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How Big Is Our World?

From the November 29, 1975 issue of the Christian Science Sentinel


Mrs. Eddy's first words in the Preface to Science and Health are: "To those leaning on the sustaining infinite, to-day is big with blessings." Science and Health, p. vii; No little crutch of safe personal interests is offered here, no cozy circle of old friends and familiar places, nor even the orthodox material view of our world as a tiny whirling speck of dust in a universe of other whirling specks of dust. If we are to enjoy the limitless blessings of God's day opened up to us by Christian Science, we need to lean on nothing less than "the sustaining infinite"; we need to acknowledge God as infinite creative intelligence and man as God's infinite spiritual idea living in the infinite universe of spiritual ideas.

But let us start a little farther back. How big is your world? How big is mine? Is it what Shakespeare described as "the great globe itself," or is it some half-dozen streets around our home and place of work? Is it a tight little world made up of a few friends and personal interests, sometimes comfortable and sometimes less so? Or, if we take a somewhat larger view, is it still only that whirling speck of dust?

The last words of Christ Jesus just before his ascension may have come as a surprise to his small group of faithful friends. These were young men, of no particular worldly distinction, members of a subject people remote from the earthly centers of power, no doubt speaking Greek and Latin, to whatever extent they did, with a provincial accent. Yet Jesus told them, "Ye shall be witnesses unto me both in Jerusalem, and in all Judæ, and in Samaria, and unto the uttermost part of the earth." Acts 1:8;

Today the charge of Christian Science is no less wide. The first chapter of Science and Health opens with an emphasis on expansive thought: "The prayer that reforms the sinner and heals the sick is an absolute faith that all things are possible to God—a spiritual understanding of Him, an unselfed love." Science and Health, p. 1; Christian Science does not teach us to have faith that a few easy things are possible to God—perhaps the healing of functional but not organic disease. We need "an absolute faith that all things are possible to God." And reforming and healing love must be unselfed. Small thoughts, small loves, are selfish. To be unselfed our thoughts and loves must reach out to the uttermost ends of the universe and beyond; they must reflect in individual fashion infinite divine intelligence and all-embracing divine Love.

Many of us have had the experience during some eventful period in world history of finding our thoughts constantly reverting to ourselves and our small difficulties. Or we may have a friend who announces to us, "This is really being an eventful week," and then embarks on a saga of his or her small personal problems. We need to be compassionate, for such problems can loom large and must certainly be resolved. But the first step in resolving them may well be a lift of thought to "the sustaining infinite," to the God with whom all things are possible, to unselfed love for our world and our fellowmen.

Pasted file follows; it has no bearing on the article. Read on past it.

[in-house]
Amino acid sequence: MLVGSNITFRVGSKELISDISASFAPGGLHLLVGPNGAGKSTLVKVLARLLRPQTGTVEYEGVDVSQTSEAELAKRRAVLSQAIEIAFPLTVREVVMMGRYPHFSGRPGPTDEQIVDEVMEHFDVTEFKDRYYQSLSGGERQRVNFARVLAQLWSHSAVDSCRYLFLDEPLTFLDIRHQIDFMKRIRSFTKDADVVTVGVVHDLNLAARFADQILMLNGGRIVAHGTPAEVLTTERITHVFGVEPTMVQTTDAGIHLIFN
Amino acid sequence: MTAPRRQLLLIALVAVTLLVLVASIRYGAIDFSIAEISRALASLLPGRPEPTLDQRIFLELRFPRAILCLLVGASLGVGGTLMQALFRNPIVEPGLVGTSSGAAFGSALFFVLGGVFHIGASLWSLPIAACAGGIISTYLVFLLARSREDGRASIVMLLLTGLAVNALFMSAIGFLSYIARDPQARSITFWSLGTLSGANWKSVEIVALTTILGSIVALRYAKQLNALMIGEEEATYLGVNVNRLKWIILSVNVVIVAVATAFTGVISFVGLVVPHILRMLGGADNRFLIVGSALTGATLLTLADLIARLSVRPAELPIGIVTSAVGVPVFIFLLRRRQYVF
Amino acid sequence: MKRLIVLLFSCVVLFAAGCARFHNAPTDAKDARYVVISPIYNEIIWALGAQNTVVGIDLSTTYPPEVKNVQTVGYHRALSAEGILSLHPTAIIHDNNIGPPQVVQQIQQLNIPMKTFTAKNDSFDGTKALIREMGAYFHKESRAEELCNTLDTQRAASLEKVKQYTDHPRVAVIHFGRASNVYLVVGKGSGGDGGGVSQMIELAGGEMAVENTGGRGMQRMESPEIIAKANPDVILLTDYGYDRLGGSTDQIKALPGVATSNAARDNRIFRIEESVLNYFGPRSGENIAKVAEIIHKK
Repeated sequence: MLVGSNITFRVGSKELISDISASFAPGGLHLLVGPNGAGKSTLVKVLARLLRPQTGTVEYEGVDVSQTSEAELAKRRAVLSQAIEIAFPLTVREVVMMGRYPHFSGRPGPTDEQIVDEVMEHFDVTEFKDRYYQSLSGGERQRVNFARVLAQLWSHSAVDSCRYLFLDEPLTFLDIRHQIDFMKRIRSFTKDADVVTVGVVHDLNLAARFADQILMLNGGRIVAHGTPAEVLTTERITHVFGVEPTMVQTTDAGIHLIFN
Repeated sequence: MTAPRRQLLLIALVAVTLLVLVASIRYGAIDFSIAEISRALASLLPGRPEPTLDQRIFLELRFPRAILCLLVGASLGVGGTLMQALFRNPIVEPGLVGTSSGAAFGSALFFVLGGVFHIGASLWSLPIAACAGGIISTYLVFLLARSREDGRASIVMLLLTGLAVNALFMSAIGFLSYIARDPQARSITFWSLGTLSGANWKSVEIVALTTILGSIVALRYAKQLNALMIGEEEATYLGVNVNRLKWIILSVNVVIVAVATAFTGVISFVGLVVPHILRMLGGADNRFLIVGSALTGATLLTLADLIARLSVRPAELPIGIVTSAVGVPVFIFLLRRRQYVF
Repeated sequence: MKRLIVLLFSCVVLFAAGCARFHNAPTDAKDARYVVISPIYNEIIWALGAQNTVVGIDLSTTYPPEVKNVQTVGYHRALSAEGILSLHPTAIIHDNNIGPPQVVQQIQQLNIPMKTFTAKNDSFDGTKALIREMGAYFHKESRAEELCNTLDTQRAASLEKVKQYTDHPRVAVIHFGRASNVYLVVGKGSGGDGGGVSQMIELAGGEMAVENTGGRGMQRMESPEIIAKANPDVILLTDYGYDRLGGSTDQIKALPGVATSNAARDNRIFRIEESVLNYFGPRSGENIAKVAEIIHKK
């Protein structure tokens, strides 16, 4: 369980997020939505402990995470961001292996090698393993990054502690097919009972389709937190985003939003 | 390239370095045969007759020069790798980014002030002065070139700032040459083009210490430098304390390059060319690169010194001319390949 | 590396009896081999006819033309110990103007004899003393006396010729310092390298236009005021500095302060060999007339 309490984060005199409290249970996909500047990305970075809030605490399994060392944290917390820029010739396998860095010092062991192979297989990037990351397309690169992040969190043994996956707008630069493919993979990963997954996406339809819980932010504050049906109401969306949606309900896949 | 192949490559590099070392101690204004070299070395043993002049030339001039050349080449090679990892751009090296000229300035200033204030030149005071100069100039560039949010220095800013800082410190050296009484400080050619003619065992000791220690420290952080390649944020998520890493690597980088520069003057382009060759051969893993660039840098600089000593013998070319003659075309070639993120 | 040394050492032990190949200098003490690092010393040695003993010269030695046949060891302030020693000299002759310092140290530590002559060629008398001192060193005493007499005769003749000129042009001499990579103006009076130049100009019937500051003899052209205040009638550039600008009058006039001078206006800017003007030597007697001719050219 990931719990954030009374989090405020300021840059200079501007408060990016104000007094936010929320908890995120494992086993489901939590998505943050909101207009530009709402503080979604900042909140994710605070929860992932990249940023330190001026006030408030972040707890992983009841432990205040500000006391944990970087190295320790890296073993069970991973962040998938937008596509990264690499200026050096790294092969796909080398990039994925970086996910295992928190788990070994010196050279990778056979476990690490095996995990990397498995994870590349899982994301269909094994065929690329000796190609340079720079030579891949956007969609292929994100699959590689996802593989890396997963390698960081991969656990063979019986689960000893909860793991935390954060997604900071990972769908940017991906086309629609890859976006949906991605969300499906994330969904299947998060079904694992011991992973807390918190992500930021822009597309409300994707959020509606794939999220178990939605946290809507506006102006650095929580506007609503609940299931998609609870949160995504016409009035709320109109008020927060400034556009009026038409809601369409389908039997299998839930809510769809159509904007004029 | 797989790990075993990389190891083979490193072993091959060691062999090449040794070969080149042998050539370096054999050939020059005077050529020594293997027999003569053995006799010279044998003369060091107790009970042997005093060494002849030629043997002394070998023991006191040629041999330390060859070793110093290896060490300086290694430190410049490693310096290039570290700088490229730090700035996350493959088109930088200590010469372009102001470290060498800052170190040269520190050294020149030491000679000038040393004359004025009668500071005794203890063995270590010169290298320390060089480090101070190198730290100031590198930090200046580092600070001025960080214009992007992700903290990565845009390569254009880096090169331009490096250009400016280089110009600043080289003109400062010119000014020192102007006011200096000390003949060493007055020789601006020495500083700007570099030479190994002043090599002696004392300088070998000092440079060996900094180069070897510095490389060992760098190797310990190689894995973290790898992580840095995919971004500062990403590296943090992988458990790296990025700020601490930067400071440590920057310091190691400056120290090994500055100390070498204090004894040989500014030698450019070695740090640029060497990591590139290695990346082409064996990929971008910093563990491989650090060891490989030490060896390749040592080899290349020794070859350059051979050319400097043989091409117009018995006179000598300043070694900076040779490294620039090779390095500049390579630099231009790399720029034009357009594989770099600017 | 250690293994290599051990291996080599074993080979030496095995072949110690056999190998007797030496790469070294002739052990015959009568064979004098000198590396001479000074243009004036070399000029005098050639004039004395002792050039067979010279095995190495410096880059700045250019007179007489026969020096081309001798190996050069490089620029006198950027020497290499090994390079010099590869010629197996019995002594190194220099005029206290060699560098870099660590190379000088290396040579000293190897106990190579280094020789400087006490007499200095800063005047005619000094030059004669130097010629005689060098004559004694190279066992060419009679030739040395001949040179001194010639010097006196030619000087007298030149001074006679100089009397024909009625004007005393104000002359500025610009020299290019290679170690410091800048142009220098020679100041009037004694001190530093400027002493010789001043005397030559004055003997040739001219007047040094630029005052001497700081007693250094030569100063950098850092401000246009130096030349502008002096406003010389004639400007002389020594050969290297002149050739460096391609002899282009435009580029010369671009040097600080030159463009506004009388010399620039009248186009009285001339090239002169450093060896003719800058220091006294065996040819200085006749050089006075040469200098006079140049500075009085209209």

The healing operation of Christian Science is like "the finger of God" Jesus spoke of. Tenderly and precisely it adjusts every smallest detail of our thought and experience. It reveals to us the activity of God as compassionate Father-Mother, as kindly all-wise Physician, as the educating intelligence and unfailing friend of every identity in His universe, caring for all as though each were His only and most precious child.

Yet at the same time Christian Science healing operates as "the arm of the Lord" Isaiah speaks of. It reveals God's infinite power reaching to the most distant parts of the earth, to the highest mountain peaks and the lowest ocean deeps, to the stars, the galaxies, the farthest island universes. It shows unerring Principle present and operative everywhere with the irresistible authority of spiritual law. It assures us that, however far we penetrate into these immensities, the sustaining law and love of God are there to support us.

Mrs. Eddy says of herself, "I am not patient with a speck of dirt." ibid., p. 413. She is speaking of personal and domestic cleanliness. But if she had been speaking of her world view, these words would have been equally true. For her the world was never small, never a whirling speck of matter among countless other whirling specks of matter. She read widely and was deeply interested in the world and the universe. But always she looked beyond human knowledge and progress to what these hinted of man's eternal spiritual destiny.

And Mrs. Eddy expected Christian Scientists to take this same wide view of the world. Her founding of The Christian Science Monitor is but one indication of this. The wider view, valuable in itself, also provides the leverage for our better coping with the smallest of daily concerns. Apparently immovable obstacles roll easily aside when we stand back and use a lever. A large Spiritbased concept of our world and our universe can be just that lever; it can open thought to "the sustaining infinite" and make every day big with blessings.

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